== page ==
Is there any hope of peace in the Middle East?
David Dickson (c.1583–1662) was a Professor of Theology at the University of Glasgow and Edinburgh who wrote commentaries on many different books of Scripture. He opposed the unbiblical worship and church government foisted on the Church in Scotland by Charles II and this cost him his position.
26 Oct, 2023

Songs written thousands of years ago take on renewed relevance as we respond to the recent outbreak of vicious hatred in the Middle East. Psalm 87 was written in a time of despondency as the sheer scale of the necessary rebuilding effort sank in, complicated by the hostility of the surrounding enemies and the weakened condition of the people. However, in his commentary on this psalm, David Dickson identifies reasons to take comfort and be encouraged even in the midst of this grim situation. People from Egypt, Iraq, Palestine, Lebanon as well as Israel will be spiritually reborn into the family of the covenant Lord, bringing them into a position of the highest honour as well as eternal safety, and displaying the Lord’s wonderful love and power. The promise that He will do this in His own time gives us hope for solid peace eventually.

When God loosed the captivity of the Jews by Cyrus, few of them returned from Babylon. The work of repairing church and state, temple and city had few to assist it. Their enemies were many, they were straitened with poverty and famine, and the hearts and hands of the godly were weakened. They were on the point of fainting, and despairing of church or state ever flourishing any more amongst them.

Psalm 87 was fitted to bring comfort in such a time. It leads the Lord’s people to live by faith, and to keep on going in the work of building the Lord’s house and repairing the city, looking to God the builder of His church and the maintainer of His people. Here are six comforts to the Lord’s people from Psalm 87.

The solid foundation God has already laid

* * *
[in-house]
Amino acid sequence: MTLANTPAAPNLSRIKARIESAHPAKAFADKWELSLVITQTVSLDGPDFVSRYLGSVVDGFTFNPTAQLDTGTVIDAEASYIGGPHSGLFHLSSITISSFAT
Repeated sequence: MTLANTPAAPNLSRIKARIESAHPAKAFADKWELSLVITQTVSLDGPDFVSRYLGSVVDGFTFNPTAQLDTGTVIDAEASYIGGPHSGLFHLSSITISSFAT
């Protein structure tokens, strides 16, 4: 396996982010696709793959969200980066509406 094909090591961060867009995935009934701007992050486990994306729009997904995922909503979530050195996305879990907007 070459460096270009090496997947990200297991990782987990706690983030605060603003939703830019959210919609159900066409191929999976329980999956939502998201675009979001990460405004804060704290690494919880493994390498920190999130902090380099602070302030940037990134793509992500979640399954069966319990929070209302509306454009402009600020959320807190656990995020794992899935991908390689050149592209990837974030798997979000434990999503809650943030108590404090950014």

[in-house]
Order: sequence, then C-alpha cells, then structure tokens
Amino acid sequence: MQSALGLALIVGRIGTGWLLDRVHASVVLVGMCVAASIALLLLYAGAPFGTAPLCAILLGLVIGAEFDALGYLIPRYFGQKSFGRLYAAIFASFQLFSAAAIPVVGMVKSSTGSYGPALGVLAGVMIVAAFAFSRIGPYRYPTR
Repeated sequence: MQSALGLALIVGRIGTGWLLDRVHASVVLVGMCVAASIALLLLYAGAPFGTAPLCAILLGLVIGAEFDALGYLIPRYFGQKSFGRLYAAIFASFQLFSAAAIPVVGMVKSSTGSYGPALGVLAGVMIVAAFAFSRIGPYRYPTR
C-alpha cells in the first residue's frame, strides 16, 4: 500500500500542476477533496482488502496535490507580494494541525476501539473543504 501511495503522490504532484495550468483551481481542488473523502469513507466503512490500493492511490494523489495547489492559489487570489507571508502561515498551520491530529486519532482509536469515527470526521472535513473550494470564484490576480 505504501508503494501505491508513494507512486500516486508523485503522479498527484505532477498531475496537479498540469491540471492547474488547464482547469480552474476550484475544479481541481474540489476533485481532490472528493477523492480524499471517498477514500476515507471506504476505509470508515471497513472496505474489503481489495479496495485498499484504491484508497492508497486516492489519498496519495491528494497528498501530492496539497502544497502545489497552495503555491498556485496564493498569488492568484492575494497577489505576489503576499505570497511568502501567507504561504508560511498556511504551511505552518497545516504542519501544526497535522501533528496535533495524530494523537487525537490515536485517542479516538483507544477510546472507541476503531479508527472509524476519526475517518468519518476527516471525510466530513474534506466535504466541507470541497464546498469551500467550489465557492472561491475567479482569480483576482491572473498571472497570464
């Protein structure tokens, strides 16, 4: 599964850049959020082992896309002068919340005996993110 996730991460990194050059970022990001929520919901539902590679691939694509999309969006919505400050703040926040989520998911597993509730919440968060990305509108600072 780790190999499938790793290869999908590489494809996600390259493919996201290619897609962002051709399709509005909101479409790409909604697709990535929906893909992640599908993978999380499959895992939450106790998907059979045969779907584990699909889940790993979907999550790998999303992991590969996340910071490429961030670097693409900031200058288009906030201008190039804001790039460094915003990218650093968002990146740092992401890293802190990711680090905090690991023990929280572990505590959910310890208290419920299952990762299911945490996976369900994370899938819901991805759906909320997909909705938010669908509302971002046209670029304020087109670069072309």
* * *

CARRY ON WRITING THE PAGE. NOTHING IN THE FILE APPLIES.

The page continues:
The first comfort of the afflicted Jews, troubled over how the building of God’s temple was being hindered, was that God had by His decree and promise already made the mountains of Sion and Moriah the place of His rest amongst His people. “His foundation is in the holy mountains” (v.1). They would remain till the Messiah would come, for He would fulfil these types, and they would be preserved for His sake until He would come. It is the Messiah who is the only solid rock on which the church is built.

When the builders of the Lord’s church are few and weak, His people need to be comforted against their fears and doubts, and the way to get comfort in such a situation is to look by faith to God as the builder of His own house. God has laid the foundations on a solid basis, so that every believer who trusts in Him will be like Mount Sion, which cannot be moved.

God’s love and goodwill

God had chosen Sion above all other places to be His rest, and loved to dwell there rather than anywhere else. The dignity of any place, person or society does not come from anything in them, but from the Lord’s choice and free love. “The Lord loveth the gates of Sion more than all the dwellings of Jacob” (v.2). The love of the Lord to His chosen church is a solid ground of assurance that she will continue.

The prophesies about the church

Comfort also comes from the prophecies which have been made about the church, and the promises God has given her in figurative terms. The church is the place where the Lord reigns, rules, and resides. It is “the city of God” (v.3). And the privileges of the church are very “glorious” (v.3). The glory of kings, crowns and diadems is nothing to them, but at most physical and temporal shadows of what is spiritually and everlastingly bestowed on the church.

Although glorious things are bestowed on the church, it’s not so much the things that have already been done, as the things that are yet to come, which make the church blessed. It’s not having them now, but hope — not sight, but faith — which makes the church blessed. And the Scriptures are a sufficient right to us for all the blessings which are to come. “Glorious things are spoken of thee, O city of God” (v.3).

The multitude of friends and converts